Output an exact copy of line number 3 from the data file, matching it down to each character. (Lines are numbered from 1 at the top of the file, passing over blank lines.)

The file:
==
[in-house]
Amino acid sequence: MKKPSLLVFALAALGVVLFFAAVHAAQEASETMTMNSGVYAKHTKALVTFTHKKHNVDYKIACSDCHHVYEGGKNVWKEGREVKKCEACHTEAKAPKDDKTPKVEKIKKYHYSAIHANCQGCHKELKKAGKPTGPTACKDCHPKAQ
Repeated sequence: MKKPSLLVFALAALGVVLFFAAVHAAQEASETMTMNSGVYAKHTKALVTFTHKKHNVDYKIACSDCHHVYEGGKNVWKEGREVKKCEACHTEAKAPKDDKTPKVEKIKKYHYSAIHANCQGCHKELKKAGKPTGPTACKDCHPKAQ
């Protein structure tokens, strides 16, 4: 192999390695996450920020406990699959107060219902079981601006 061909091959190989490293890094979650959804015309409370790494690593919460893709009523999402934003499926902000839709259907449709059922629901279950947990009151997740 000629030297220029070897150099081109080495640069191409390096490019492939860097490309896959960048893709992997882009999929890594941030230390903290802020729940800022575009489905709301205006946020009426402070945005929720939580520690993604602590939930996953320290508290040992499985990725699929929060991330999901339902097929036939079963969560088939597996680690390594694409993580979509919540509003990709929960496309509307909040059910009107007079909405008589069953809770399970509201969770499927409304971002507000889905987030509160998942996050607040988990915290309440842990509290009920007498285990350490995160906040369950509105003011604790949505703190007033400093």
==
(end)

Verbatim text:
Repeated sequence: MKKPSLLVFALAALGVVLFFAAVHAAQEASETMTMNSGVYAKHTKALVTFTHKKHNVDYKIACSDCHHVYEGGKNVWKEGREVKKCEACHTEAKAPKDDKTPKVEKIKKYHYSAIHANCQGCHKELKKAGKPTGPTACKDCHPKAQ